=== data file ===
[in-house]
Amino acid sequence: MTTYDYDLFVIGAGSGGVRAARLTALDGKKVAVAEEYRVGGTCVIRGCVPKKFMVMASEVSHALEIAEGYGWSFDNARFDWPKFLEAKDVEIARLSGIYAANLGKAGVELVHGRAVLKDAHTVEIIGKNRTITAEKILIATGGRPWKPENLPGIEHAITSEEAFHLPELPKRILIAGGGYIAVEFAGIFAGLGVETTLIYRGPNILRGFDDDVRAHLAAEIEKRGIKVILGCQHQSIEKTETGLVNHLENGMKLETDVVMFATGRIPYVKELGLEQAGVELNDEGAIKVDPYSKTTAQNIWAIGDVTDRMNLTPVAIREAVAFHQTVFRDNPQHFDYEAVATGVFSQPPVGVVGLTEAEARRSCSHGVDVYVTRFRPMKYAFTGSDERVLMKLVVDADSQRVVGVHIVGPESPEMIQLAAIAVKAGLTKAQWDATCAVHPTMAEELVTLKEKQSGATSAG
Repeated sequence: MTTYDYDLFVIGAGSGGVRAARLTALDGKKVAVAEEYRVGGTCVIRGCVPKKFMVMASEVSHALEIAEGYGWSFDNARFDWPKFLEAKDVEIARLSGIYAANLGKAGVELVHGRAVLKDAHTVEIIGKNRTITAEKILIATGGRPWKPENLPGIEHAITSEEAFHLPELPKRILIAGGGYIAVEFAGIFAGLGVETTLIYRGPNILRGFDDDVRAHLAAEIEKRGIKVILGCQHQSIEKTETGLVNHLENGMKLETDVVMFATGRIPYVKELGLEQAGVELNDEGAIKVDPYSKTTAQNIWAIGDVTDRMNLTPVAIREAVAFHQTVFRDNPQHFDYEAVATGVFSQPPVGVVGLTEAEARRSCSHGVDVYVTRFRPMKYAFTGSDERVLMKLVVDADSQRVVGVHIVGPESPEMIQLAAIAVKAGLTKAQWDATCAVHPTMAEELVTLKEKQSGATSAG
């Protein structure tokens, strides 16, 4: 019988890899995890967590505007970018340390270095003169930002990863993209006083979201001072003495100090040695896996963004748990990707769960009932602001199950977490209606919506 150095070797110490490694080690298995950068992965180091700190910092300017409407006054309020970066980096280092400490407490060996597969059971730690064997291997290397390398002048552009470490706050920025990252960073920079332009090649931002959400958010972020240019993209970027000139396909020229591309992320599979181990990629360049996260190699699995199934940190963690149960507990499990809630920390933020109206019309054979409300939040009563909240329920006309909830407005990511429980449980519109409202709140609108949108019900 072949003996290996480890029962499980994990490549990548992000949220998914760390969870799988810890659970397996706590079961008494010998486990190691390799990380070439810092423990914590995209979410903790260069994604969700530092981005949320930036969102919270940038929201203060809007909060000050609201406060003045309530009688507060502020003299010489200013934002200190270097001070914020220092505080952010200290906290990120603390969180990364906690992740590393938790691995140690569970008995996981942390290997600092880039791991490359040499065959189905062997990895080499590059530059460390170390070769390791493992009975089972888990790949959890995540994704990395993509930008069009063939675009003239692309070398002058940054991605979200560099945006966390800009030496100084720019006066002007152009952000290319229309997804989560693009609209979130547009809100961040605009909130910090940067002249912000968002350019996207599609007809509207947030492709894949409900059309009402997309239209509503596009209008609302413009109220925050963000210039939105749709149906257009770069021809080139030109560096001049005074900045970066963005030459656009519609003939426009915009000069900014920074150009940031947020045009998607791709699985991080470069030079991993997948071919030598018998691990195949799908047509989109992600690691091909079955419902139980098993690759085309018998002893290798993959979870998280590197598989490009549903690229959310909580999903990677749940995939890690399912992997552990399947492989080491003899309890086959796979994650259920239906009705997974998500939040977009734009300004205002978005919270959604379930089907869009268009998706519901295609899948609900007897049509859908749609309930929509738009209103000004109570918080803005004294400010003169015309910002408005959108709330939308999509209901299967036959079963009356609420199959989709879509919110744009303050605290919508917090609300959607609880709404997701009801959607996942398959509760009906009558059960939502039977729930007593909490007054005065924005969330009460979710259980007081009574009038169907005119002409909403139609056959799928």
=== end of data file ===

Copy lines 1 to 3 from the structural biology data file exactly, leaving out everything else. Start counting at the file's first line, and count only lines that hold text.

[in-house]
Amino acid sequence: MTTYDYDLFVIGAGSGGVRAARLTALDGKKVAVAEEYRVGGTCVIRGCVPKKFMVMASEVSHALEIAEGYGWSFDNARFDWPKFLEAKDVEIARLSGIYAANLGKAGVELVHGRAVLKDAHTVEIIGKNRTITAEKILIATGGRPWKPENLPGIEHAITSEEAFHLPELPKRILIAGGGYIAVEFAGIFAGLGVETTLIYRGPNILRGFDDDVRAHLAAEIEKRGIKVILGCQHQSIEKTETGLVNHLENGMKLETDVVMFATGRIPYVKELGLEQAGVELNDEGAIKVDPYSKTTAQNIWAIGDVTDRMNLTPVAIREAVAFHQTVFRDNPQHFDYEAVATGVFSQPPVGVVGLTEAEARRSCSHGVDVYVTRFRPMKYAFTGSDERVLMKLVVDADSQRVVGVHIVGPESPEMIQLAAIAVKAGLTKAQWDATCAVHPTMAEELVTLKEKQSGATSAG
Repeated sequence: MTTYDYDLFVIGAGSGGVRAARLTALDGKKVAVAEEYRVGGTCVIRGCVPKKFMVMASEVSHALEIAEGYGWSFDNARFDWPKFLEAKDVEIARLSGIYAANLGKAGVELVHGRAVLKDAHTVEIIGKNRTITAEKILIATGGRPWKPENLPGIEHAITSEEAFHLPELPKRILIAGGGYIAVEFAGIFAGLGVETTLIYRGPNILRGFDDDVRAHLAAEIEKRGIKVILGCQHQSIEKTETGLVNHLENGMKLETDVVMFATGRIPYVKELGLEQAGVELNDEGAIKVDPYSKTTAQNIWAIGDVTDRMNLTPVAIREAVAFHQTVFRDNPQHFDYEAVATGVFSQPPVGVVGLTEAEARRSCSHGVDVYVTRFRPMKYAFTGSDERVLMKLVVDADSQRVVGVHIVGPESPEMIQLAAIAVKAGLTKAQWDATCAVHPTMAEELVTLKEKQSGATSAG